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Here’s the wrong way to compost: throw your fruit and veggie peels in the yard. Yet, until I moved into my own home, it was my tactic of choice. I am not proud of my sloppy plan but I will say I did have a very lush yard. I lived in a carriage house behind a mansion on what was affectionately known as “the compound.” It was so easy to tuck banana peels and decaying tomatoes under the bushes. Now? Not so much.
I now live on what is affectionately known as a double lot (as you can see from the photo at left, taken this past April). It is both exciting and daunting to grapple with this soil, sod, and space. Exciting because I will finally have the opportunity to actualize my own suburban oasis and grow food (instead of grass). Daunting because my yard skills start and end with raking. Before this summer, I had never mowed a lawn or planted a seed — but I've been up for the challenge. I think.
My past few posts were dedicated to getting my hands in the dirt with the help of beloved local farmers with whom I am doing a yard-share and committed local citizens intent on populating our town with fruit trees. But I also started something each and every one of us can manage solo: composting (the right way).
In gardening circles, compost is often referred to as black gold. It’s a rich, dark, earthy substance that’s created when organic matter such as yard trimmings, coffee grounds, and select food scraps break down. Compost nourishes the soil, improves water infiltration, and increases crop yields. Roughly one-third of what ends up in landfills — more than 30 million tons of organic waste — can actually be composted if the material returns to the earth. But most landfill waste decomposes anaerobically (without oxygen), breaks down at glacial pace, and generates the highly concentrated greenhouse gas methane in the process. (In waste management circles, you hear of “mummified” orange peels and hot dog buns.) If we divert these materials, we can generate amazing nutrients for our garden, reduce some of the greenhouse gas emissions that contribute to climate change, and save landfill space. California’s leading the pack in terms of mandating composting, but you can turn trash into treasure no matter where you live.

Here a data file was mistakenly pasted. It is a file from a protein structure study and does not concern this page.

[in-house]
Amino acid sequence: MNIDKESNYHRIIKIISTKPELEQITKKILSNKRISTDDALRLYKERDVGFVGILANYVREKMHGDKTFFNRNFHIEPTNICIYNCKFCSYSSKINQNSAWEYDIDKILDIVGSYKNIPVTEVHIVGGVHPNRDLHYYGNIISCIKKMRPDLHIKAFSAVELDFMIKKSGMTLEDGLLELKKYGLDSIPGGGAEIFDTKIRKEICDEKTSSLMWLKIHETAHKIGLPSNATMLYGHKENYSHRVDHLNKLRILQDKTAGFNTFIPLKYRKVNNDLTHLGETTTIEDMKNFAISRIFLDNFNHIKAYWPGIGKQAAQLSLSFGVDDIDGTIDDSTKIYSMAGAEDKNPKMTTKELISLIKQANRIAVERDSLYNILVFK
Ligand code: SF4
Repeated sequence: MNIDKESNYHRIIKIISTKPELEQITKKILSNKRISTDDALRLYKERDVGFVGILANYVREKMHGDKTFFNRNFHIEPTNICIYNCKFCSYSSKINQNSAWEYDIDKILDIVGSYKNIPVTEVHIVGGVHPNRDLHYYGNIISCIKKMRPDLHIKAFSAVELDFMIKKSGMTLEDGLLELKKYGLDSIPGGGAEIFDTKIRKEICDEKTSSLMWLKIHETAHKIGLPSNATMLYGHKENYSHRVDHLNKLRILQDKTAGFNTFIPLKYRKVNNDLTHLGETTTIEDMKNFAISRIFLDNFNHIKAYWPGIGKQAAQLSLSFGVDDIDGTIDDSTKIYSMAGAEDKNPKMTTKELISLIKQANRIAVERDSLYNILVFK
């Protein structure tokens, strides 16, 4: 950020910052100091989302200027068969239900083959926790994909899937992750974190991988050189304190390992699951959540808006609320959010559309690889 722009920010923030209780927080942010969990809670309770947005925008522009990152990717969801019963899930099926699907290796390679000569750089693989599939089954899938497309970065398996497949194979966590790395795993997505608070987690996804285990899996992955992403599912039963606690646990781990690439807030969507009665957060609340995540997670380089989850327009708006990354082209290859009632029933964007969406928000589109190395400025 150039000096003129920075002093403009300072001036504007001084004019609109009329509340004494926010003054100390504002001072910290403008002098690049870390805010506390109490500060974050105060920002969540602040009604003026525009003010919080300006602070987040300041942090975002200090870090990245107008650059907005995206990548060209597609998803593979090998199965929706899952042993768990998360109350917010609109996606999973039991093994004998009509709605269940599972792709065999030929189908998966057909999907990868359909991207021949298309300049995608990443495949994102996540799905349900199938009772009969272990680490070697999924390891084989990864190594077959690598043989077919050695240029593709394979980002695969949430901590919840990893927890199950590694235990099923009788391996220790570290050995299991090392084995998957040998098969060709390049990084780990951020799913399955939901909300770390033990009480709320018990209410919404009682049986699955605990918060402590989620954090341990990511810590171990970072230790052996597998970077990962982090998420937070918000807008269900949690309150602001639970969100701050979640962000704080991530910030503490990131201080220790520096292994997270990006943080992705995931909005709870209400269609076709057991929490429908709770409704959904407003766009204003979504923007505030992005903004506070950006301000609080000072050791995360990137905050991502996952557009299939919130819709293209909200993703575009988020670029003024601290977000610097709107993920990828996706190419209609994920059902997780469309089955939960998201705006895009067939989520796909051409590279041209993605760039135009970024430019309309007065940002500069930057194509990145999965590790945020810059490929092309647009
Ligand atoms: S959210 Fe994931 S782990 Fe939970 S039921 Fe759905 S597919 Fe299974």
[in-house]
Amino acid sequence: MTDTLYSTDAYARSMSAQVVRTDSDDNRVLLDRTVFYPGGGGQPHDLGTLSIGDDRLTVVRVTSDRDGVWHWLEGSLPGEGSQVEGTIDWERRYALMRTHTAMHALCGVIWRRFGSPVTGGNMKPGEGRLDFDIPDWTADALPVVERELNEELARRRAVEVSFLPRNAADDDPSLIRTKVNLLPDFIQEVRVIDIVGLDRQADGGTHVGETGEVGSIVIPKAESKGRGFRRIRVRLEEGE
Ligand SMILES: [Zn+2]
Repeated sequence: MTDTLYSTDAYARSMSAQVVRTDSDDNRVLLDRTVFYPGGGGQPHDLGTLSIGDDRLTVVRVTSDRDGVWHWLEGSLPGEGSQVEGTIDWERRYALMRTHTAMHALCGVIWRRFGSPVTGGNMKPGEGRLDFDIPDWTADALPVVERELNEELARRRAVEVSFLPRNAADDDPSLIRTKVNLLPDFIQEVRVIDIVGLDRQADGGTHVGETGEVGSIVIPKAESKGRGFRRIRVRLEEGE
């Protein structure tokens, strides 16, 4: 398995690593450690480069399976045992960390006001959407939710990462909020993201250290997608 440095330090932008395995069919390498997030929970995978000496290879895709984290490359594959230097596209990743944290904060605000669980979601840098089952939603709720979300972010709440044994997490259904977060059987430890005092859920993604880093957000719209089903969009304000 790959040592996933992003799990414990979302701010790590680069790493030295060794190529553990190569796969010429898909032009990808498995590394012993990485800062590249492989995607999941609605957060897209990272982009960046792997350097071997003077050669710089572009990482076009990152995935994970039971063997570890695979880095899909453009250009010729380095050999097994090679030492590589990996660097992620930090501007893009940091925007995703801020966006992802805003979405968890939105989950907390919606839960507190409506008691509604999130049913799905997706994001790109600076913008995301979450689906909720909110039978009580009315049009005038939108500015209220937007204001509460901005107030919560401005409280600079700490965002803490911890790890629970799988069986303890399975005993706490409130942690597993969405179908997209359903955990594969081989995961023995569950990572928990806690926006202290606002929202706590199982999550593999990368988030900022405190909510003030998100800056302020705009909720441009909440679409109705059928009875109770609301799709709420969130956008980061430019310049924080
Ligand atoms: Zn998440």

Before you start tossing cucumber peelings off your front porch (as I once did), take note: in order for substances to break down, you need to layer nitrogen-rich green materials — such as grass and fruit or vegetable clippings — with brown materials high in carbon — including leaves, twigs, and hay. Some composters will break down a number of materials, but, in general, avoid composting bones, meat, fish, or any oily or fatty food. That’s the kind of material that will break down slowly and attract unwanted visitors such as mice and rats.
Once you’ve struck the balance between brown and green, make sure the compost is slightly moist (so it doesn’t dry out) and well aerated. The easiest way to keep the air circulating is to stir your compost or try a tumbler composter. Because of my mouse debacle, I’ve become a little rodent-phobic, so am trying out the fully enclosed Green Johanna composter. It comes with a winter jacket and will break down materials at a moderate pace year-round.
If you don’t have a yard, never fear. Some community gardens will accept your compostable materials. You can also assemble worm (or vermicomposting) boxes that let red worms do the work. My first exposure to a worm box was in a television executive’s office in New York City. He kept the worms under his desk (and there wasn’t one hippie thing about him). If he can do it, we all can.
We are each other’s compost,
Photo by Jessica Sain-Bard